By David Leone
WAKE FOREST — Cancer Shucks.
That’s not a misstatement, though it could be for many. Especially for the family of 5-year-old Mickey Macholl, who have had to see him go through eight grueling rounds of chemotherapy, four major surgeries, a bone marrow transplant, 21 days of radiation and aggressive immunotherapy treatments that’ll last the next 6-8 months.
No, Cancer Shucks is the name of a fundraiser taking place next Saturday, Sept. 17, at the Shuckers location in Raleigh, 510 Glenwood Ave.
It’s an adults only event, featuring heavy hors d’oeuvres, a silent auction, comedians, a hypnotist, a DJ and dancing. All of it is donated, the whole kit and caboodle, to help Mickey, his mom Rachel, dad Mark, and brothers Trey and Tyce of Wake Forest with the enormous expenses they have to bear.
“The owners of Shuckers just formed a nonprofit called Cancer Shucks,” says Rachel Macholl. “They offered to host the event. They’re taking care of all the food and staff, setting up the website, taking donations, and auction items. It’s going to be a real fun evening. It’s all donated.”
Mickey has neuroblastoma, an extremely rare and very aggressive childhood cancer, that grows so rapidly he has been overwhelmed with tumors in his internal cavity in a matter of months. Just ask Rachel what that cancer has put him, put all of them through since it was diagnosed in 2015. Her answer will horrify you.
“It’s a living nightmare,” she says. “He used to be pudgy, a little pudgy, rosy faced, bright blue-eyed happy boy. I used to have to lift his belly to button his pants. Now he is frail and pale and weak. He has aged beyond his years. He has been through more than any adult I know has been through. He’s been sick almost as long as he’s been alive.”
If the Macholl name sounds familiar, it’s because Rachel is a teacher. She taught at Franklin Academy in Wake Forest, North Forest Pines Elementary in Wakefield, and for some years, ran her own academy of dance in Youngsville and Wake Forest. She previously taught dance for the Dance Attic in Wake Forest and teaches dance intermittently now for Wake Forest Parks and Recreation.
She only teaches when she has time now. Her full time job is taking care of Mickey. The family lives in Wake Forest’s Richland Hills neighborhood, in the part that’s in Franklin County, and her kids all attend school at Long Mill Elementary near Youngsville.
Rachel says they’ve received an incredible outpouring of support from her coworkers and parents of her students, as well as families at her kids’ school, family friends, and others.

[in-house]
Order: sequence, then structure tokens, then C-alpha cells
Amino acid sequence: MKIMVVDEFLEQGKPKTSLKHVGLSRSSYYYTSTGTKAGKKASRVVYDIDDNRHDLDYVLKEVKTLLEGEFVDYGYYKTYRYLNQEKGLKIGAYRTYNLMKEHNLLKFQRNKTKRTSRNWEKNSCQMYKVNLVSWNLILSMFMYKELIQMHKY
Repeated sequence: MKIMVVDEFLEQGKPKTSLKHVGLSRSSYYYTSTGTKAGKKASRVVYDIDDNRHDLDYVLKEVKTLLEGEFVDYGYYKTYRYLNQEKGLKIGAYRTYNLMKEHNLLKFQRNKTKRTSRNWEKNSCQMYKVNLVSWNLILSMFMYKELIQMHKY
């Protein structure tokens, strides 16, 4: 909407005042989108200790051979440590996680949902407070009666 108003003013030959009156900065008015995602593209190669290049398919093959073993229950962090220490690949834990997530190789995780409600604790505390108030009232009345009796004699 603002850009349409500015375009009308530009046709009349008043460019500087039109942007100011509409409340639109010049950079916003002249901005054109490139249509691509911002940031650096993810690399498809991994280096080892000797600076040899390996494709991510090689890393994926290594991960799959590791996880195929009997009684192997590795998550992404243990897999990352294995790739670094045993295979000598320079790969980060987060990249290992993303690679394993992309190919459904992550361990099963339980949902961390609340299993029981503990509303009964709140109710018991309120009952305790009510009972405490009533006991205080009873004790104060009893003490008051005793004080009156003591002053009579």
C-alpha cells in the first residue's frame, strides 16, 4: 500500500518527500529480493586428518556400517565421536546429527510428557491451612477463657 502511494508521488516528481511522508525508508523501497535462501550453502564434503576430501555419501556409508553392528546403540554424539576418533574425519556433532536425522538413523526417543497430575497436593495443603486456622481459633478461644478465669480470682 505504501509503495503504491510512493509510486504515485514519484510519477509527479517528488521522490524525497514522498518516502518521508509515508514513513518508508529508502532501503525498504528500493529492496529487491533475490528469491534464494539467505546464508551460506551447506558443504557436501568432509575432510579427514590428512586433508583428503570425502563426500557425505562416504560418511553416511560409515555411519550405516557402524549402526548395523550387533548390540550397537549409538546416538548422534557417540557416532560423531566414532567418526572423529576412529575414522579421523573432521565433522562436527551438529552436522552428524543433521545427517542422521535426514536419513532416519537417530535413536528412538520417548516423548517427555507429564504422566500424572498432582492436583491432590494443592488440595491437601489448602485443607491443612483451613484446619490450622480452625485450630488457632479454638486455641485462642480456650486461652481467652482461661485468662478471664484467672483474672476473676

Expenses pile up
And they’ve needed it. With the oncology work, the integrative medicine, seeing a nutritionist, with all the alternative therapies all that have helped shrink his tumors, and taking into account the massive deductible they pay for the medical treatments that are covered by insurance, with all of that, and trips to the hospital with overnight stays, food, gas, and lodging, trips to see specialists in other areas, they’ve ended up spending close to $30,000 out of pocket in a six month period.
“My husband makes too much to qualify for help, but not enough to cover [the expenses],” she says.
She recently worked out that after a single hospital bill, they owed $10,000 alone.
“We work hard, we’re just a middle income family,” she says.
Before the diagnosis in spring of 2015, Mickey was your typical, if somewhat gregarious kindergartener. He loves jumping on the trampoline, camping out in the backyard, having dance parties in the kitchen with his family, playing with his brothers, hitting on all of the girls in his class, his high school and college babysitters, having Friday night pizza and movie nights with his family, going to the drive-in movies, break dancing, playing with the neighbors, and going to school.
Mickey is still fun to be around, still teases and jokes with his brothers, still considers his nurses his girlfriends. But now he’s also heard saying things no 5-year-old should ever be heard saying, such as “‘Are we doing labs today?’ ‘Do I have to stay for an infusion?’ ‘Am I getting blood work today?’ and ‘I hope I don’t get a shot.’”
“He’s lost his innocence,” Rachel says.
Mark and Rachel say they’re humbled to have to seek out help, but they need it to save their son’s life.
In an email describing all that they’ve gone through, Mark notes, “It humbles me as a father, husband, and provider to not be able to provide the means to meet these astronomical costs and our family needs. It has been a very difficult challenge, to say the least, but with all of the love, support, and prayers from all of you, Mickey will win this fight.”
Tickets are $50 for the benefit. To attend or learn more about Mickey, see Cancer Shucks at eventbrite.com. You can make a donation, donate raffle items or auction prizes. Additional information can be gained by emailing email@example.com.